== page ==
Child sexual abuse is any kind of sexual act directed toward a child by an adult or much older child. These acts include sexual fondling, digital penetration/ intercourse, oral sex, sex, exhibitionism, prostitution and using children for pornography.
What are some of the physical and behavioral signs?
Children who may be too frightened to talk about sexual abuse may exhibit a variety of physical and behavioral signals, including but not limited to:
- Loss of appetite.
- Recurrent nightmares or disturbed sleep
- Fear of the dark.
- Regression to more infantile behavior such as bedwetting, thumb sucking or excessive crying.
- Torn or stained underwear.
- Vaginal or rectal bleeding, pain, itching, swollen genitals and vaginal discharge.
- Unusual interest in or knowledge of sexual matters for their age.
- Expressing affection in ways inappropriate for their age.
- Fear of a person or an intense dislike of being left somewhere or with someone.
- Aggressive or disruptive behavior, withdrawal, running away or delinquent behavior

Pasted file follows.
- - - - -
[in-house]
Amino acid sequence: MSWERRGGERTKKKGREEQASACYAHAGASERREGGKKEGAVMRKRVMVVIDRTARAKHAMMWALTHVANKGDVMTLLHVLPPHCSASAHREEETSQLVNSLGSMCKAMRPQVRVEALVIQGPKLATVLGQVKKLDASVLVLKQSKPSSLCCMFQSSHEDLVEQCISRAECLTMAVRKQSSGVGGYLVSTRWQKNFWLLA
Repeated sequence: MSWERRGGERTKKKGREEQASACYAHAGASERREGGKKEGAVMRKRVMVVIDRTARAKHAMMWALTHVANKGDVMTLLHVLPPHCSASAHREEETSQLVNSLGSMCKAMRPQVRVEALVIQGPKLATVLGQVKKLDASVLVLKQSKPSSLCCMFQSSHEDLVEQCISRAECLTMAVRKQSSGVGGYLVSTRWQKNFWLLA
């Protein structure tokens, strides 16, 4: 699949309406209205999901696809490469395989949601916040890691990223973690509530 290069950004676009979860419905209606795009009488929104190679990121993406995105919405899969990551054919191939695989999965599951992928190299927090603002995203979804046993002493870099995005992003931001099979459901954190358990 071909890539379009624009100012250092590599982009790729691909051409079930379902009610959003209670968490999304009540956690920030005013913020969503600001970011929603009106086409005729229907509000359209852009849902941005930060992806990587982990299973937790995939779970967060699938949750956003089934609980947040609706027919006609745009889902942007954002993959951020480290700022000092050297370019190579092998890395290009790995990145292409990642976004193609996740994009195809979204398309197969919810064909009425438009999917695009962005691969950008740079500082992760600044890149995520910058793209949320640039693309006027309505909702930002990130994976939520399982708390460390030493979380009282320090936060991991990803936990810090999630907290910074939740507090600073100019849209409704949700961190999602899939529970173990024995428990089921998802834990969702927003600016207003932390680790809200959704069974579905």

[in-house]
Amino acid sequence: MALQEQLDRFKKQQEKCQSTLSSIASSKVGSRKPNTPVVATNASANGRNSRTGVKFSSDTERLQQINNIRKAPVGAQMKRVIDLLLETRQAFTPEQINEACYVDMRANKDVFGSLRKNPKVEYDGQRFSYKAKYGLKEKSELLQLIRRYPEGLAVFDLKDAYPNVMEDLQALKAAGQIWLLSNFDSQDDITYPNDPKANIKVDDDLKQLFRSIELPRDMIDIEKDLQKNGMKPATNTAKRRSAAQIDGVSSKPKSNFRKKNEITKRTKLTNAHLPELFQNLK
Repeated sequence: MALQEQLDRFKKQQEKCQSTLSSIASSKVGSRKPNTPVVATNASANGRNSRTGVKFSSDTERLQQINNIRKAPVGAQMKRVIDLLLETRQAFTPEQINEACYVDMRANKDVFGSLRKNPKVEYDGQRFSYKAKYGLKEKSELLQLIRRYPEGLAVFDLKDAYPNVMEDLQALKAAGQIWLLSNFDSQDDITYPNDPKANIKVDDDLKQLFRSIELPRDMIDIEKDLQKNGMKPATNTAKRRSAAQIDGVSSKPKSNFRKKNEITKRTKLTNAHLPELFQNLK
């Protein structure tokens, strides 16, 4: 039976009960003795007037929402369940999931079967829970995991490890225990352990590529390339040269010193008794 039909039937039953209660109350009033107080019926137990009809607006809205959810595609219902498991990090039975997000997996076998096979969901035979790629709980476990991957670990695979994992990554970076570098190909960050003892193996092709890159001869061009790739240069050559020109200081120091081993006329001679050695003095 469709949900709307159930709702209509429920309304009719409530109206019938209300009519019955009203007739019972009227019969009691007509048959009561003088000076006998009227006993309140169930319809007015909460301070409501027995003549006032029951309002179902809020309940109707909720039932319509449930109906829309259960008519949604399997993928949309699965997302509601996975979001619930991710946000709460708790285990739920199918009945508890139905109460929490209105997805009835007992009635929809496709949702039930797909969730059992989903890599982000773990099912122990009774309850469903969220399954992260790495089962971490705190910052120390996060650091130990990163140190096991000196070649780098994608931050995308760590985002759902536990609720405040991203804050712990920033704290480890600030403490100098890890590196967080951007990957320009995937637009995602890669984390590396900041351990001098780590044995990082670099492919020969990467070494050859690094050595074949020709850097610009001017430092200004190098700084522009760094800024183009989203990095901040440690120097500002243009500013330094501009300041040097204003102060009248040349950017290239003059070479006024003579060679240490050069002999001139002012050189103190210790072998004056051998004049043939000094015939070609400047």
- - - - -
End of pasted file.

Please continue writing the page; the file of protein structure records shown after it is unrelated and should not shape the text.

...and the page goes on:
- Change in performance at school.
What if I think my child has been abused?
1. Believe your child. Children rarely lie about sexual abuse.
2. Commend your child for telling you. However, do not ask your child for detailed information about the experience.
3. Listen to what your child wants to tell you.
3. Tell your child you support him or her. Many children believe abuse is their fault. Alleviating this self-blame is very important.
4. Report any suspected abuse to the Department of Social Services or to the police! Remember that taking action is critical because if nothing is done, other children will continue to be at risk.
5. Reassure your child and explain that he or she will not be blamed for whatever an adult does with them.
What should I not do?
Don’t deny the problem. Trying to forget the abuse happened doesn’t protect your child or you from having to deal with the feelings about the sexual abuse. Instead, it endangers your child. Don’t lose control of your feelings. Stay calm and never blame, punish, or embarrass your child. Support your child, no matter how hard it is to believe.
What are common reactions of parents of sexually abused children?
Shock, disbelief, rage, desire to get even, guilt, embarrassment, self-blame, depression and a sense of betrayal, to name a few. It may be a parent’s worst nightmare come true when a child reports sexual abuse. Initially, you may feel overwhelmed by your own feelings. If the abuser is a close family member, you may also be struggling with disbelief and a sense of having been betrayed.